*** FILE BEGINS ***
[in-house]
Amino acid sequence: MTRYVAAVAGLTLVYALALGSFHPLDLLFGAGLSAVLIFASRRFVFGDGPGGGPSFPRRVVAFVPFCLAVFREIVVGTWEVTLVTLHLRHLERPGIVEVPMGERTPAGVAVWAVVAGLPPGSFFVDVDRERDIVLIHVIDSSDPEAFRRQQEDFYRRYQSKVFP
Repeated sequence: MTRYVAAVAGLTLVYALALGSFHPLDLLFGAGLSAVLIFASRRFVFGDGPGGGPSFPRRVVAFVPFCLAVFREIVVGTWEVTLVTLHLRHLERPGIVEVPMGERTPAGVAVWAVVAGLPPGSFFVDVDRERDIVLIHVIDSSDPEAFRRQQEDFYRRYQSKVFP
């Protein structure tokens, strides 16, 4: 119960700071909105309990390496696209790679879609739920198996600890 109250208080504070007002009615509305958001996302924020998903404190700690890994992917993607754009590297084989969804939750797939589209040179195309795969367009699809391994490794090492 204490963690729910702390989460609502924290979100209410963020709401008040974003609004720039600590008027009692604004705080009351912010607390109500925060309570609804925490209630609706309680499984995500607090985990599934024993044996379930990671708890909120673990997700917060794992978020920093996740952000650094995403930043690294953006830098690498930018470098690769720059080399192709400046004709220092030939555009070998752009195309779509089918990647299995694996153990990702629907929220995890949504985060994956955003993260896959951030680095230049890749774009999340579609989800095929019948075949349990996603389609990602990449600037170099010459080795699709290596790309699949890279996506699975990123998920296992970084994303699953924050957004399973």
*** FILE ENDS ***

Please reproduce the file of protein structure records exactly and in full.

[in-house]
Amino acid sequence: MTRYVAAVAGLTLVYALALGSFHPLDLLFGAGLSAVLIFASRRFVFGDGPGGGPSFPRRVVAFVPFCLAVFREIVVGTWEVTLVTLHLRHLERPGIVEVPMGERTPAGVAVWAVVAGLPPGSFFVDVDRERDIVLIHVIDSSDPEAFRRQQEDFYRRYQSKVFP
Repeated sequence: MTRYVAAVAGLTLVYALALGSFHPLDLLFGAGLSAVLIFASRRFVFGDGPGGGPSFPRRVVAFVPFCLAVFREIVVGTWEVTLVTLHLRHLERPGIVEVPMGERTPAGVAVWAVVAGLPPGSFFVDVDRERDIVLIHVIDSSDPEAFRRQQEDFYRRYQSKVFP
């Protein structure tokens, strides 16, 4: 119960700071909105309990390496696209790679879609739920198996600890 109250208080504070007002009615509305958001996302924020998903404190700690890994992917993607754009590297084989969804939750797939589209040179195309795969367009699809391994490794090492 204490963690729910702390989460609502924290979100209410963020709401008040974003609004720039600590008027009692604004705080009351912010607390109500925060309570609804925490209630609706309680499984995500607090985990599934024993044996379930990671708890909120673990997700917060794992978020920093996740952000650094995403930043690294953006830098690498930018470098690769720059080399192709400046004709220092030939555009070998752009195309779509089918990647299995694996153990990702629907929220995890949504985060994956955003993260896959951030680095230049890749774009999340579609989800095929019948075949349990996603389609990602990449600037170099010459080795699709290596790309699949890279996506699975990123998920296992970084994303699953924050957004399973």